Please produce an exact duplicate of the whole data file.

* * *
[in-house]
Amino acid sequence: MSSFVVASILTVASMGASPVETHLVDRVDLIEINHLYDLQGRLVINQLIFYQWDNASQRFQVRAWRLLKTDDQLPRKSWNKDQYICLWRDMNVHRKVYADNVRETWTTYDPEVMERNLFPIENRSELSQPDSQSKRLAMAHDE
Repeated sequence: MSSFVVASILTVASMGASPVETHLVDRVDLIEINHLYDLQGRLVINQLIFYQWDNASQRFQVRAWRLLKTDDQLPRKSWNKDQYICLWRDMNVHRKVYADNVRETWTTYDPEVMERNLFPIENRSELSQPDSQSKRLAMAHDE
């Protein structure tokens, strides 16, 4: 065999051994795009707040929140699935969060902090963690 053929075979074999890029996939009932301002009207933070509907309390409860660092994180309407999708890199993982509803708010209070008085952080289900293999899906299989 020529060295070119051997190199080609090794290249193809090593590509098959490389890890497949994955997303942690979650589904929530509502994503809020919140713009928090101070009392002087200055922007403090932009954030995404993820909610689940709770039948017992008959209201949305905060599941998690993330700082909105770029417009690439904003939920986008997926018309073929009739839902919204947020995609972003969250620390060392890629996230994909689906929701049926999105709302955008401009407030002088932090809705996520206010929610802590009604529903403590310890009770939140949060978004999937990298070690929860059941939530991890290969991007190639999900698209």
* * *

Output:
[in-house]
Amino acid sequence: MSSFVVASILTVASMGASPVETHLVDRVDLIEINHLYDLQGRLVINQLIFYQWDNASQRFQVRAWRLLKTDDQLPRKSWNKDQYICLWRDMNVHRKVYADNVRETWTTYDPEVMERNLFPIENRSELSQPDSQSKRLAMAHDE
Repeated sequence: MSSFVVASILTVASMGASPVETHLVDRVDLIEINHLYDLQGRLVINQLIFYQWDNASQRFQVRAWRLLKTDDQLPRKSWNKDQYICLWRDMNVHRKVYADNVRETWTTYDPEVMERNLFPIENRSELSQPDSQSKRLAMAHDE
């Protein structure tokens, strides 16, 4: 065999051994795009707040929140699935969060902090963690 053929075979074999890029996939009932301002009207933070509907309390409860660092994180309407999708890199993982509803708010209070008085952080289900293999899906299989 020529060295070119051997190199080609090794290249193809090593590509098959490389890890497949994955997303942690979650589904929530509502994503809020919140713009928090101070009392002087200055922007403090932009954030995404993820909610689940709770039948017992008959209201949305905060599941998690993330700082909105770029417009690439904003939920986008997926018309073929009739839902919204947020995609972003969250620390060392890629996230994909689906929701049926999105709302955008401009407030002088932090809705996520206010929610802590009604529903403590310890009770939140949060978004999937990298070690929860059941939530991890290969991007190639999900698209």